Richard G. Petty, MD

Brain Training and the Paradox of Aging

For centuries, people in cultures throughout the world have believed that increasing age is associated with increasing wisdom. Not just knowledge and experience, but wisdom. Is this an old wives’ tale, or is there something to it?

There is growing evidence that as we age our brains actually become stronger. Everyone missed it, because the emphasis was on memory, concentration and thinking speed, and those may all deteriorate with age. What changes is that as we age we become more efficient at making associations rather than thinking linearly. we also recruit regions of the brain that may have lain dormant for years. At the same time, different types of mental training, including meditation, can improve many aspects of our cognitive abilities, and may also enrich and even grow appropriate regions of the brain.

Some new data from a study being conducted at Wake Forest University Baptist Medical Center in North Carolina suggests that it is possible to use a fitness program for your brain that can improve thinking skills, attention and concentration as reliably as lifting weights can increase muscle strength.

Preliminary findings from the study, which used functional magnetic resonance imaging (fMRI) to record brain activity, were presented last week at the Organization for Human Brain Mapping conference in Chicago.

As we age, we do experience changes in how we perceive the information that our senses gather from the environment. As I mentioned older adults combine information from the different senses more readily than do younger adults. This is known as sensory integration, and the down side is that it can lead to difficulties in blocking out distracting sights and sounds while still maintaining focus on important information. You are probably familiar with the “Cocktail Party Phenomenon.” You are in a loud room, but because someone is saying something interesting, you are able to block out uninteresting information. This technical term for this is cortricofugal inhibition. As we get older it gets more difficult to do the inhibiting.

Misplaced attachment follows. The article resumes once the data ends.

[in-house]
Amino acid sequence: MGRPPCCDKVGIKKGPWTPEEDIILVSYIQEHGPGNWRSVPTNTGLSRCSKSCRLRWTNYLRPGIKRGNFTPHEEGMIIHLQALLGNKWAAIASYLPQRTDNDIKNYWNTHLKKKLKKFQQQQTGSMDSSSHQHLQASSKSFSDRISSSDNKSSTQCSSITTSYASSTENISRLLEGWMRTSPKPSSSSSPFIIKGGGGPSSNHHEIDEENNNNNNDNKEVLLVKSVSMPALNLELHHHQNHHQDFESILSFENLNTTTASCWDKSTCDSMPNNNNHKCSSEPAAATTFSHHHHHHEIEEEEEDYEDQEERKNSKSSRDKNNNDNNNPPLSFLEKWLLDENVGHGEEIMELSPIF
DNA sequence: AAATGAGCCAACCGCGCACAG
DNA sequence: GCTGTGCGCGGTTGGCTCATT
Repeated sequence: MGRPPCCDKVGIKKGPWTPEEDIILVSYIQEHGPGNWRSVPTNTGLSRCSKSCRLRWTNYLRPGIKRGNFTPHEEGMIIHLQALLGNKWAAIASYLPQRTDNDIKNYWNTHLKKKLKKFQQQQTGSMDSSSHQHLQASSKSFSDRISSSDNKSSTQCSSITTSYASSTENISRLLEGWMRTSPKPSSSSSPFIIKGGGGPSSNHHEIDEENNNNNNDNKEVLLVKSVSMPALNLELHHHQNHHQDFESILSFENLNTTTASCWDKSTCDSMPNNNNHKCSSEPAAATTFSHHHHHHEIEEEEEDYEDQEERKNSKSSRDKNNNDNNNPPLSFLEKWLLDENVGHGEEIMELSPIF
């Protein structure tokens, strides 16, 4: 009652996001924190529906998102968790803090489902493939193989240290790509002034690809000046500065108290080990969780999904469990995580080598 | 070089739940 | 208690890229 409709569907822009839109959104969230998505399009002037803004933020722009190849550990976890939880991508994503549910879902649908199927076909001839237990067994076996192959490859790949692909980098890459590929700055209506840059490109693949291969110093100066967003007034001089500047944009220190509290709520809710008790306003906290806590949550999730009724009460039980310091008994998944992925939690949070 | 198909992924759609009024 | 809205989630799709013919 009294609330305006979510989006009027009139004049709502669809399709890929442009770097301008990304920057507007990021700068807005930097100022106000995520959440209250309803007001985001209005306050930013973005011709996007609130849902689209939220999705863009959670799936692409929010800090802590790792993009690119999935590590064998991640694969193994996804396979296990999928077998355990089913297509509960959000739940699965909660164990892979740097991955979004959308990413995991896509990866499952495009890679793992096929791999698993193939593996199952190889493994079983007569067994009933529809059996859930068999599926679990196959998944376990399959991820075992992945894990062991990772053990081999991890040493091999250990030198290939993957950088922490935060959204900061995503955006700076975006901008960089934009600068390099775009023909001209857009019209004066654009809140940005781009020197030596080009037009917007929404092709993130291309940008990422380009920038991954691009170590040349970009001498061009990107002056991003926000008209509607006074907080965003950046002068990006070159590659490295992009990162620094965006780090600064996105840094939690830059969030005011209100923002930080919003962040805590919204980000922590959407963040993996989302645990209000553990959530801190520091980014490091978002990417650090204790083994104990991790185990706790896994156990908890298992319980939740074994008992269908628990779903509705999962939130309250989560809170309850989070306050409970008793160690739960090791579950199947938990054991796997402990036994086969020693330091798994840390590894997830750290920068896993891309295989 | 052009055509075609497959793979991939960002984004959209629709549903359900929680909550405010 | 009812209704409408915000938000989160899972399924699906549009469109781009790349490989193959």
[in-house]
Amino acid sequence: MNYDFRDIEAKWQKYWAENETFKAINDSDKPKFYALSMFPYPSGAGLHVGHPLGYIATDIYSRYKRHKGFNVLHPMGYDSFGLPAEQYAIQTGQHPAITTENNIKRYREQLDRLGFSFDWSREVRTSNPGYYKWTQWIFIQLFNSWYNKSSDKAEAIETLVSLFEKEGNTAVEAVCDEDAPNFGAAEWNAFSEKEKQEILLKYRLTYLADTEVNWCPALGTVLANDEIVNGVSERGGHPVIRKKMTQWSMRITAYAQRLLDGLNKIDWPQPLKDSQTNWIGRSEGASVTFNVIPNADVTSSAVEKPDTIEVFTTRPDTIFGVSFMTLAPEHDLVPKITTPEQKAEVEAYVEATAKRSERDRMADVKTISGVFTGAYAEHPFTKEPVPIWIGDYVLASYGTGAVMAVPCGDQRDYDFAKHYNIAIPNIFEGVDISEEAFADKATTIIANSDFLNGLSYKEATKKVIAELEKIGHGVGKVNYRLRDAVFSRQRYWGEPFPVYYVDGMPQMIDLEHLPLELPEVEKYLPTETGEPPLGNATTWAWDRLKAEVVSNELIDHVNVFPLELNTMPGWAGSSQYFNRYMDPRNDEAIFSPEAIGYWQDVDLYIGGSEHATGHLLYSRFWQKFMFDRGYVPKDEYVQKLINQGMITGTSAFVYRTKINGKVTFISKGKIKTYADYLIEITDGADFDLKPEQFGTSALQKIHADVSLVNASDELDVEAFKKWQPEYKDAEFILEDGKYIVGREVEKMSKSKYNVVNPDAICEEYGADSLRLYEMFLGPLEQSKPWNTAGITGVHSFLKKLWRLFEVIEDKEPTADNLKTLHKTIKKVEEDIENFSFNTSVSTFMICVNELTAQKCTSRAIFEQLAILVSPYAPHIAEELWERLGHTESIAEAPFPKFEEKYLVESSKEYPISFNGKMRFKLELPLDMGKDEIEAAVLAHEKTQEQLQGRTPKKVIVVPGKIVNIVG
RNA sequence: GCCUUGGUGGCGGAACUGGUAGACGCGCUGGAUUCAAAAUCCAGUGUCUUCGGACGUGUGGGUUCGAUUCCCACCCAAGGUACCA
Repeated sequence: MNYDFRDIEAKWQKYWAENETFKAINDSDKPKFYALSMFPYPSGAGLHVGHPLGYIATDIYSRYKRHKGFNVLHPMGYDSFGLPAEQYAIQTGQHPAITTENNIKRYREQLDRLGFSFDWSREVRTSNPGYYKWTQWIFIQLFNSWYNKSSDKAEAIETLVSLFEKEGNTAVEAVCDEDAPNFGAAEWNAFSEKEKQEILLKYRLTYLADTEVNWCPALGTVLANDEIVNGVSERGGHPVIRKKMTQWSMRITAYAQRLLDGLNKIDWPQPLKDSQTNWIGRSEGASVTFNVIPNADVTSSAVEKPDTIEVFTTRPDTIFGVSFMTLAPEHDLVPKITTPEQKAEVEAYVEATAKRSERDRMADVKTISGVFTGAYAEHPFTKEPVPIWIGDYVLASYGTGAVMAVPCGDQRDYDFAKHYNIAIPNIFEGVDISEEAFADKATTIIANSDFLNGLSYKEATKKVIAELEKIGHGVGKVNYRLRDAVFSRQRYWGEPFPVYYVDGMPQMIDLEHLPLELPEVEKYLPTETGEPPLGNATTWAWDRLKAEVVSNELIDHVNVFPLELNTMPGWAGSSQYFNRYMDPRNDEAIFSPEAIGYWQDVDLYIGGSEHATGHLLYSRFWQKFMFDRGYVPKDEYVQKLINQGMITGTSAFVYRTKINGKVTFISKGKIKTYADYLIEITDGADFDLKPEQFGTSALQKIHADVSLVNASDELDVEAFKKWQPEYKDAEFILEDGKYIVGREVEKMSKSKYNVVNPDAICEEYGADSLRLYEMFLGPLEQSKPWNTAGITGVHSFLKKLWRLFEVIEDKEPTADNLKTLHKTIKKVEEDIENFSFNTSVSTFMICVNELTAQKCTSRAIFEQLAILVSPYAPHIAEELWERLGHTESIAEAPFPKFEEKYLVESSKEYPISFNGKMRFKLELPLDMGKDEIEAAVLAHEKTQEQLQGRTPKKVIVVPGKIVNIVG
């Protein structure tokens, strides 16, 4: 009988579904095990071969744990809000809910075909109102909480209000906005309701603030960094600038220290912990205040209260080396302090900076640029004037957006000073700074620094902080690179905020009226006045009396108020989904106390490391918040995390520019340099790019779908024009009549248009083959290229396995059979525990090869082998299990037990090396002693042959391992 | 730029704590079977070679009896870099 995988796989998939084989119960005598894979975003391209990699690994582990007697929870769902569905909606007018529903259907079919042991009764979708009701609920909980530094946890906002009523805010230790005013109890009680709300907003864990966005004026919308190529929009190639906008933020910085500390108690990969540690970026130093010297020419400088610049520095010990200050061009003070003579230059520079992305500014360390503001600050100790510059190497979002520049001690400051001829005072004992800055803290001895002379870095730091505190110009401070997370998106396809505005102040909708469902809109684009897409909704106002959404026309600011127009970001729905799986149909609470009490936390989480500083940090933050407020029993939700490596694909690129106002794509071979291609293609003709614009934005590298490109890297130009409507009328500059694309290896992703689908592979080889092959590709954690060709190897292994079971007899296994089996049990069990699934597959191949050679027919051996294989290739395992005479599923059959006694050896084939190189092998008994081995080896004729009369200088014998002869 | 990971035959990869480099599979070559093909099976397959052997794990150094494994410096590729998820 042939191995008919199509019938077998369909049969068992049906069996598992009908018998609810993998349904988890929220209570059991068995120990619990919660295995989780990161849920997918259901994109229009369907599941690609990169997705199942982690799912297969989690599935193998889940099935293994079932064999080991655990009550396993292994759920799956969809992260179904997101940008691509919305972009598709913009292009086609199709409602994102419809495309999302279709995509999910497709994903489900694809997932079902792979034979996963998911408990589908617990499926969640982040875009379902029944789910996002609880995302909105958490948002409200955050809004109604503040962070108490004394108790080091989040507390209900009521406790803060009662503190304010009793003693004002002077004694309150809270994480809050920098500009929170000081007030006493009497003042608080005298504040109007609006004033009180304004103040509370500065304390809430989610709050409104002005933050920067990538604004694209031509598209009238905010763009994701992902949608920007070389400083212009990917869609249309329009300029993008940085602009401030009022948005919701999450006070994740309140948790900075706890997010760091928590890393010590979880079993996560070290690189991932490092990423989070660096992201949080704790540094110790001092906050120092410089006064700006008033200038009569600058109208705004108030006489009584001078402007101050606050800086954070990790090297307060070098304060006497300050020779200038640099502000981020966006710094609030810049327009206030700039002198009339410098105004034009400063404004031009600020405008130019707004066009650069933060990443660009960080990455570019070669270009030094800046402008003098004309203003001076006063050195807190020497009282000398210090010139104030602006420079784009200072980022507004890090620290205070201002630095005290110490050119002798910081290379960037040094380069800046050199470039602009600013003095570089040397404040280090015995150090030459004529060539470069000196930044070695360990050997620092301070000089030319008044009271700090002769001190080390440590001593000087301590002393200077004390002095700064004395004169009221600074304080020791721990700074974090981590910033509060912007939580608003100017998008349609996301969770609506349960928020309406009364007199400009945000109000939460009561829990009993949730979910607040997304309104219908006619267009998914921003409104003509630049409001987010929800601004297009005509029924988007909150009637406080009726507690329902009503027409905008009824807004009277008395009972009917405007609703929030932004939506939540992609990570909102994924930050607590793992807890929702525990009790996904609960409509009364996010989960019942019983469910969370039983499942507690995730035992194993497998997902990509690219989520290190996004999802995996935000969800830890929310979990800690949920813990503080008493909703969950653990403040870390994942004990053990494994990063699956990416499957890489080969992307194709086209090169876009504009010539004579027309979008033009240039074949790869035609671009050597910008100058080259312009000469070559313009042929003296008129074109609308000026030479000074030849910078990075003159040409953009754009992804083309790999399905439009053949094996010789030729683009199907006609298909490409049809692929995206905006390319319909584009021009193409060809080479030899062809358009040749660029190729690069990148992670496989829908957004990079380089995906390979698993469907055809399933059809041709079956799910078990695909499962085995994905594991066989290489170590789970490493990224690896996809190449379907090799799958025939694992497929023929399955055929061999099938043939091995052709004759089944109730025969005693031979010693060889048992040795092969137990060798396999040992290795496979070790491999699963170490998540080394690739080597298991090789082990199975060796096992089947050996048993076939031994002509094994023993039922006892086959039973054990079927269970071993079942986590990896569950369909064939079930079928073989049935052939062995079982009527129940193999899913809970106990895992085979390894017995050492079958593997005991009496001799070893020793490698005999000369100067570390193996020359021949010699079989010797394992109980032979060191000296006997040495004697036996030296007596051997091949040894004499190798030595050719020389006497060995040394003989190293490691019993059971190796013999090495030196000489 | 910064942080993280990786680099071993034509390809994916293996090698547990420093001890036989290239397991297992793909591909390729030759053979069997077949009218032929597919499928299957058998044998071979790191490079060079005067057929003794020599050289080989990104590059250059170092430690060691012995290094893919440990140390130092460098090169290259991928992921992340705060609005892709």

The Brain Fitness in Older Adults (B-fit) study has been designed to establish whether eight hours of brain exercise can improve the ability of healthy older adults, ages 65 to 75 years, to filter out unwanted sights and sounds.

The B-fit study uses fMRI to visualize blood flow and brain activity to determine how attention training affects brain function. The training involves either a structured one-on-one mental work-out program or a group brain exercise program. During the one-on-one sessions, the volunteers were asked to ignore distracting information and tasks get harder as the eight-week training progresses. For the group sessions, participants learn new information relevant to healthy aging and are then tested on their ability to apply the new information.

All participants had an fMRI scan during a distraction task. They had to look for target words or numbers while ignoring distracting sounds. The scans showed brain activity in areas related to both sight and sound. Follow-up fMRIs showed that in the group receiving the one-on-one training, activity related to sight was increased, while activity related to sound was decreased. In addition, performance on the task was improved.

So the data do indeed suggest that attention training is a way to reduce
older adults’ susceptibility to distracting stimuli and therefore help improve

And what about wisdom?

I have written in Healing, Meaning and Purpose that “Wisdom is the integration of understanding:” making more new associations and drawing conclusions based on a new perspective is a gift of aging. The training enables us to make sense of and communicate our conclusions.